will begin at 7:00 pm on Tues-
day, April 28 at the historic
Mathis House on the Glen St.
Mary Nursery.
All local Republicans are in-
vited to attend. For more infor-
mation or directions, call Don
Marshall at 259-9668


AdetsinDadin


0

U
En

C


M
- -


Saturday, April 25
Celebration Park ~ Glen St. Mary
Registration 8:00 9:30 am
Kickstands up at 10:00 am

Join us for a police escorted 70+ mile ride by the fire stations in
Baker County and through the Osceola Nationalforest.
Ride finishes at the Baker County Fairgrounds
A great ride, great food, live music, vendors, door prizes,
bike rodeo, raffle and 50/50 drawing at 3:00pm
MUSIC BY: DIAMOND BACK
$25 per bike, $15 for passenger (Includes t-shirt, meal & bike rodeo)
Pre-register at Calendar's Pizzeria & Deli
For more information email BCFDRideWithFire@yahoo.com


EVERYTHING MUST GO!
Southern Charm is closing its door Friday, May 1
All items deeply discounted
Take advantage of bargain prices on one of a kind items


Southern Charm
110 South Fifth St., Downtown Macclenny
259-4140 or 259-3737


CONSTRUCTION, INC.
Custom Homes Additions Remodels
259-4893 ** 904-403-4781 cell.
5960 Lauramore Rd., Macclenny, FL 32063
RR License No. 282811470


0


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lft-t 49V




THE BAKER COUNTY PRESS, Thursday, April 23, 2009 Page 14


CHEVY


total confidence


%
for


60
MONTHS*


PHOTO BY KELLEY LANNIGAN


Little patch of heaven...


BY KELLEY LANNIGAN
Press Staff


The


Spring has come to atucked-
away little spot on East Florida w h ere
Avenue in Macclenny and al- Ihere
most every inch of the place
is ablaze with something in d
bloom. da
Last week found owner
Johnny Raulerson dressed in
his familiar working uniform of well-worn flannel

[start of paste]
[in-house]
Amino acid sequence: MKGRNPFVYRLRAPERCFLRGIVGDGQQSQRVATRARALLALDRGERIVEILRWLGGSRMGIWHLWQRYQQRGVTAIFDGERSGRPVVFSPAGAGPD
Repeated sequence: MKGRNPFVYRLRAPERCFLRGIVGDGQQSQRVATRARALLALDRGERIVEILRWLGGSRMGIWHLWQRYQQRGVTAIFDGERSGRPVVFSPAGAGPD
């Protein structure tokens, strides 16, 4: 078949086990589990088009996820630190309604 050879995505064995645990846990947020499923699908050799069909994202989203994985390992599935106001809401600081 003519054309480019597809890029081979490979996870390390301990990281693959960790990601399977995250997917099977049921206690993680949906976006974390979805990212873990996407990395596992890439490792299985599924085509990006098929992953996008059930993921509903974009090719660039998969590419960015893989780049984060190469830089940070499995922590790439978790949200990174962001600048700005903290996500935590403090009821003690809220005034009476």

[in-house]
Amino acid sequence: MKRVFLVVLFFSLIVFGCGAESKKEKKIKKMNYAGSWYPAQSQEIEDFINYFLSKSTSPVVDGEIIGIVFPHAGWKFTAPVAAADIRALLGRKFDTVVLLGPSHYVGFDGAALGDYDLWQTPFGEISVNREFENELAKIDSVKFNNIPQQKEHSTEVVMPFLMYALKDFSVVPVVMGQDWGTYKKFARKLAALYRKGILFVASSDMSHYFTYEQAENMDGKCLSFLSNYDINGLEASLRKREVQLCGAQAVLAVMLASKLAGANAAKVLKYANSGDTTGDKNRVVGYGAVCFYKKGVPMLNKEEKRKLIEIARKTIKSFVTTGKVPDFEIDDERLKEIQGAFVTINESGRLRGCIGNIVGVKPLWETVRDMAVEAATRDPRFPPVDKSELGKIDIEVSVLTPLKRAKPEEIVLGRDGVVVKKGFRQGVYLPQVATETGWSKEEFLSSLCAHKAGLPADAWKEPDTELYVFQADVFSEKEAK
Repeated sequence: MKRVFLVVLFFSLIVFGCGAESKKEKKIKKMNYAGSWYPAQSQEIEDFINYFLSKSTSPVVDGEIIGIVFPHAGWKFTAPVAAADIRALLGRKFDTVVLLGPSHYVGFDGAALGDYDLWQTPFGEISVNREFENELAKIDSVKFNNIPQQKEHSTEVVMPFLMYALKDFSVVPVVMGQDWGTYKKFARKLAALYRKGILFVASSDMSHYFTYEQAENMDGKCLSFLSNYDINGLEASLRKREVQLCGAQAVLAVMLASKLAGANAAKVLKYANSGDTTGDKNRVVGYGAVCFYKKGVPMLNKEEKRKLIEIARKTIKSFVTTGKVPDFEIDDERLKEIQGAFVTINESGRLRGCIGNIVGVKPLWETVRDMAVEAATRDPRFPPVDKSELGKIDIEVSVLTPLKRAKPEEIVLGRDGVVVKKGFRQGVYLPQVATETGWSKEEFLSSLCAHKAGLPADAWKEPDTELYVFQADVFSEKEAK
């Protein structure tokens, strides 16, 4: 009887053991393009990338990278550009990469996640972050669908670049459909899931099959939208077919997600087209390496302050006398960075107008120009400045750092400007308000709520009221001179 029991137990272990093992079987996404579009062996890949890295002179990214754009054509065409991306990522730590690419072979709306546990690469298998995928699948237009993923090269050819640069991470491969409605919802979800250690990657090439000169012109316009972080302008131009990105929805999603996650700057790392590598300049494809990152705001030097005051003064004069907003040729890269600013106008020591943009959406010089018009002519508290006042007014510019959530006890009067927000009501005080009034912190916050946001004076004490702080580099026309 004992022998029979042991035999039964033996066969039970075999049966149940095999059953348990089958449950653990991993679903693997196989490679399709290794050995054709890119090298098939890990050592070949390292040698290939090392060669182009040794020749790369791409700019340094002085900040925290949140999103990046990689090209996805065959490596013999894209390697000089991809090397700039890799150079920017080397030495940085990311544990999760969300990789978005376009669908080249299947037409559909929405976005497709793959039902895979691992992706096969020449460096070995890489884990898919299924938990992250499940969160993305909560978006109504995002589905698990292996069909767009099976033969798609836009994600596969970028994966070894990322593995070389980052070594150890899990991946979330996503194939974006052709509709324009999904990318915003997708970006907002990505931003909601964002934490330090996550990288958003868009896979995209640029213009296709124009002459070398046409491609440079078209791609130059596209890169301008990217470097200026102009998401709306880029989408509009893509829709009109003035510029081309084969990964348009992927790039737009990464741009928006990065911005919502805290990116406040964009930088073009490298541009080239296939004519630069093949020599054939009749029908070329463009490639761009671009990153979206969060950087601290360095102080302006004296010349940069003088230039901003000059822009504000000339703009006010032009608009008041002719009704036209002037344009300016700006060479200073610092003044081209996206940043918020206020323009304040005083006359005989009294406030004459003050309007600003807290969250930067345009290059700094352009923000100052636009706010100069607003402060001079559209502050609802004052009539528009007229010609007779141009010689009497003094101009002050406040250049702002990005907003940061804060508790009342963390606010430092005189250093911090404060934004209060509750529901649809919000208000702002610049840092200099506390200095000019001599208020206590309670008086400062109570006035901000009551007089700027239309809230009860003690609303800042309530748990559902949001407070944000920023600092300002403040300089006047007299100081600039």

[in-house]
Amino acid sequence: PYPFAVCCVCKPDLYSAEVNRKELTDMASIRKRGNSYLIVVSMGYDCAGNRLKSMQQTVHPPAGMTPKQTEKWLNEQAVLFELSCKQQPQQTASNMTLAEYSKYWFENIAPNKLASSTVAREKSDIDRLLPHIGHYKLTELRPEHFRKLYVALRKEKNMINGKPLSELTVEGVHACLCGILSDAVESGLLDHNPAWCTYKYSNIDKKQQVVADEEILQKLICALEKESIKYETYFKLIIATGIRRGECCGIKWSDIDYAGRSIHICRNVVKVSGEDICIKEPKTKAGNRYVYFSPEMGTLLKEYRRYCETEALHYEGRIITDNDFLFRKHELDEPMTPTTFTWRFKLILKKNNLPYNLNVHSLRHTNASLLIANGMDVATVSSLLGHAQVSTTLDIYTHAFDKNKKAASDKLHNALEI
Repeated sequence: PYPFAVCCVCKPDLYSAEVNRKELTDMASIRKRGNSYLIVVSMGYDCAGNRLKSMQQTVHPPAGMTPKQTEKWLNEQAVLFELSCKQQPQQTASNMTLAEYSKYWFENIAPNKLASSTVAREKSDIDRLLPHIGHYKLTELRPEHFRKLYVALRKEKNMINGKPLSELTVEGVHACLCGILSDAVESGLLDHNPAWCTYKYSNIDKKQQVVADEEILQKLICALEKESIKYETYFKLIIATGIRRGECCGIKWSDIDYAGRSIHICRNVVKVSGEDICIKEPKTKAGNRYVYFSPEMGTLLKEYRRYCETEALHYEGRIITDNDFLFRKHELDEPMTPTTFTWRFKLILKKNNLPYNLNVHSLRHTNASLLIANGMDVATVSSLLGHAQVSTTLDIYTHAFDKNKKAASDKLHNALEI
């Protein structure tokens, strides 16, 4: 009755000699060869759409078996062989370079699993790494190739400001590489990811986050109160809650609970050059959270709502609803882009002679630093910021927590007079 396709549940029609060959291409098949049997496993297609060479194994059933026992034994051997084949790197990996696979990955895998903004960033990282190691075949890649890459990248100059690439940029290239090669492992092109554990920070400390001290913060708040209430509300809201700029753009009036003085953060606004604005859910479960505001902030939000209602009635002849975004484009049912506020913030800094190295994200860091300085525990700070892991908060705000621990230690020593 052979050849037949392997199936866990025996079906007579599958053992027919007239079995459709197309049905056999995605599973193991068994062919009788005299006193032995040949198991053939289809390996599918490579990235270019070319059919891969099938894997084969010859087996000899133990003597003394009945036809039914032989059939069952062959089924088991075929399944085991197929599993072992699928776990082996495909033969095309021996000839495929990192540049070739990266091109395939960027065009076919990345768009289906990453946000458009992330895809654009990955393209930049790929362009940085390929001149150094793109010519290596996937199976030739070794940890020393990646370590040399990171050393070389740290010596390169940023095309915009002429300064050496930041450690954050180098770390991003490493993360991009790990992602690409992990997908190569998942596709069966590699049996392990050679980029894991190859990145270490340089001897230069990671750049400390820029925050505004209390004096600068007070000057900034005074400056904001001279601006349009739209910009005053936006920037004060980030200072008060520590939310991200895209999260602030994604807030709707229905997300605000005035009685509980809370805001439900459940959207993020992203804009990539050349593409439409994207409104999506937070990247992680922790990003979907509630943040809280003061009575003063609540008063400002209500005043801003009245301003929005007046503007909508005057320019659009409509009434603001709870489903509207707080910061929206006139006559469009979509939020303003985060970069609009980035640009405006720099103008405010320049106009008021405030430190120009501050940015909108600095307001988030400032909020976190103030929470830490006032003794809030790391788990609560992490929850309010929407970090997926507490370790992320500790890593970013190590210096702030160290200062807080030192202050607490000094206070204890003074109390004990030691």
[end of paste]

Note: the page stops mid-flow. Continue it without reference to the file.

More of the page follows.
shirt and comfortable overalls, busy with his many
outdoor projects.
"Now I don't mean to brag," said Mr. Raulerson,
"but you don't see many yards like this one."
He's right.
The yard of the home he has shared with wife
Gracie for decades is like a whimsical garden habi-
tat for fairies and gnomes.
A sea of petunias ramble around the yellow,
green-shuttered house. To approach the front door
means negotiating a thick hedge bursting with tri-
colored blossoms in shades of deep purple, pale
lavender and white.
"Those are yesterday, today and tomorrow bush-
es," explained Ms. Raulerson. "The flowers are
purple when they bloom, later turn lavender and
fade to complete white at the end of their
life cycle."
Since H
the shrub
blooms con-
tinuously
for a while,
the flowers
are always
in differ-
ent stages,
which is why
the three col-
ors can oc-
cur at once.
The process
explains the
name.
A wal k
around the
Raulersons'
yard is a de-
light; cares a n d
worries simply fade away. Scattered throughout the
yard, which surrounds the entire house, are painted
wooden figurines, bird feeders of all shapes and
sizes and farm implements from days gone by.
Later in the spring and summer, the place will be
aflutter with birds and butterflies.
"Mocking birds and blue jays will be all over,"
said Mr. Raulerson.
A painted wooden sign in one corner of the
front yard displays some sage advise: Leave room
in your garden for angels to dance. Not far from
it, a red honeysuckle, also known as hummingbird
vine, is heavy with trumpet-shaped blooms.
The buds of yellow blackeyed susans are get-
ting ready to open. Just outside the back door steps,
two hydrangea bushes will shortly be showing off
bunches of tightly packed blue blossoms.
"Johnny loves flowers," Mrs. Raulerson said as
she stood on the front door steps looking out over
the landscape. "Everything out there is his."
Part of every day, Mr. Raulerson, who was raised
on a farm in south Georgia, can be found outside
fixing, watering, clipping, hauling always tend-
ing to something.
"I come up behind a plow," he said. "It's just
natural for me to be doing something outside. I also